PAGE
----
highest and most prestigious recognition a healthcare organization can receive for nursing excellence and highquality patient care,” said Michael Ugwueke, CEO of Methodist Le Bonheur Healthcare. “We are so proud of our North family for reaching this momentous achievement. Magnet reinforces and validates our commitment to providing a higher standard of care for all people in the communities we serve.” Directed by the ANCC, Magnet recognizes health care organizations for quality patient care, nursing excellence and innovations in professional nursing practice.
“This initiative has elevated the quality of care at the hospital and saved many patients’ lives. I believe it will have a substantial impact on the quality of care within the Baptist system, and I look forward to seeing other Baptist Memorial hospitals implement this initiative and achieve great outcomes.” Sepsis is the body’s extreme response to an infection and can happen when an infection you already have — in your skin, lungs, urinary tract or somewhere else — triggers a chain reaction throughout your body. According to the CDC, nearly 270,000 Americans die as a result of sepsis each year.
Consumers rely on the designation as the ultimate credential for high quality patient care. “It’s because of true teamwork and dedication from our leaders and associates that we are able to make our Magnet dream a reality,” said Florence Jones, president of Methodist North Hospital. “Achieving Magnet designation tells our community that we are committed to providing everyone with exceptional care. It also reflects our commitment to providing our nursing team with continuing educational and developmental opportunities so they can always be at their best.”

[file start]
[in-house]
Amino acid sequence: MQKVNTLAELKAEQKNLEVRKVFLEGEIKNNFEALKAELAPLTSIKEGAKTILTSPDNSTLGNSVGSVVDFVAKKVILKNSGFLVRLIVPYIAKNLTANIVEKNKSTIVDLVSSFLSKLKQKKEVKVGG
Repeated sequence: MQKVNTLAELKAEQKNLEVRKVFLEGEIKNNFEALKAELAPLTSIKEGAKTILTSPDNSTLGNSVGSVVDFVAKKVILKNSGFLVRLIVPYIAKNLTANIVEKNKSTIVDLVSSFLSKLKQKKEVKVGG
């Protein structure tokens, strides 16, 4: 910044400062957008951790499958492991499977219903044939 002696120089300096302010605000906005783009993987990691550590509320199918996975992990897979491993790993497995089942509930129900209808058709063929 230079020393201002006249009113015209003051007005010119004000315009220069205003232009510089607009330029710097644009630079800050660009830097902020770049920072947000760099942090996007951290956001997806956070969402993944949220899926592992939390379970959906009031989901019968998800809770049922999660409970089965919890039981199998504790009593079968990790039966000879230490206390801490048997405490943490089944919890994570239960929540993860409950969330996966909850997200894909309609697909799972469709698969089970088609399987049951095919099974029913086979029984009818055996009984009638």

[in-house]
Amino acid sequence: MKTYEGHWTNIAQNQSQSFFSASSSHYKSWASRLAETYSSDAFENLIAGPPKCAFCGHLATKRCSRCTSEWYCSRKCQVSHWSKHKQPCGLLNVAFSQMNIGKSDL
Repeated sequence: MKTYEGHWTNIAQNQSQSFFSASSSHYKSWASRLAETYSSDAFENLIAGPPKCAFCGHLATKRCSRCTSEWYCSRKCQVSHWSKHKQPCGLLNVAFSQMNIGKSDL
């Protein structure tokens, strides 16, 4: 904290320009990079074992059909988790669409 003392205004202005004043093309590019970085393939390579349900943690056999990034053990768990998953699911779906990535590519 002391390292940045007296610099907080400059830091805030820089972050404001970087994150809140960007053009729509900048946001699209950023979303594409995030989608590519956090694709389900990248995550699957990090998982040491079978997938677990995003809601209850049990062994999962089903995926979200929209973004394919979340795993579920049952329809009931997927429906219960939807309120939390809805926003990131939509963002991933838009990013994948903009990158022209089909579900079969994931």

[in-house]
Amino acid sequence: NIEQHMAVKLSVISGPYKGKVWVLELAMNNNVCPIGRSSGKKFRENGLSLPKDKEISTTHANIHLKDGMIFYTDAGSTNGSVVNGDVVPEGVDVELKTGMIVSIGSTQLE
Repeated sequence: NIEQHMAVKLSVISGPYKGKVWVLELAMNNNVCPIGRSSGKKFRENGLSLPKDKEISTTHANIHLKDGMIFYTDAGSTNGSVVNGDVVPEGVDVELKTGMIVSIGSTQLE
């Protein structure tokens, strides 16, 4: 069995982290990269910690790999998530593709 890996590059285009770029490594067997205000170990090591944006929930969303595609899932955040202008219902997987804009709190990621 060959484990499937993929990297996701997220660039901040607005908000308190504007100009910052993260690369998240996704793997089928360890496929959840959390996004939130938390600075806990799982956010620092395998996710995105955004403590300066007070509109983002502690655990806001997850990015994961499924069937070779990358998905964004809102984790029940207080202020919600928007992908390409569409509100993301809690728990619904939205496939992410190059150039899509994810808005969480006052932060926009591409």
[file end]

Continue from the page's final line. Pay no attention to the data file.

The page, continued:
Baptist North Mississippi’s Sepsis Champions quality team developed a protocol, or process, to ensure the consistent and early identification of sepsis followed by immediate and effective treatment. It included ensuring patients’ antibiotic therapy was appropriate and necessary. The initiative has saved 118 lives since being implemented in 2015. “We are very proud of this team of experts who are improving the outcomes of our patients who are fighting sepsis,” said Bill Henning, CEO and administrator of Baptist North Mississippi. “The team’s hard work is saving lives and will advance patient care.” The Memphis Medical Society Quarterly
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Q US News and World Report recognizes Regional One Health Subacute Unit For the second year in a row, Regional One Health’s Skilled Nursing and Subacute Care facility has been recognized by US News and World Report as one of the nation’s Best Nursing Homes. Regional One Health Subacute Care is among only 19 percent of facilities in the United States earning this honor. The ratings are based on U.S. News’s in-depth analysis of publicly available data, including information that is not factored into CMS’s star ratings.
Saint Francis Hospital-Memphis Receives Advanced Thrombectomy-Capable Stroke Center Certification from the Joint Commission Saint Francis Healthcare recently earned the Advanced Thrombectomy-Capable Stroke Center certification from The Joint Commission, in collaboration with the American Heart Association/American Stroke Association (AHA/ASA). This certification signifies the hospital meets rigorous standards for performing mechanical endovascular thrombectomy.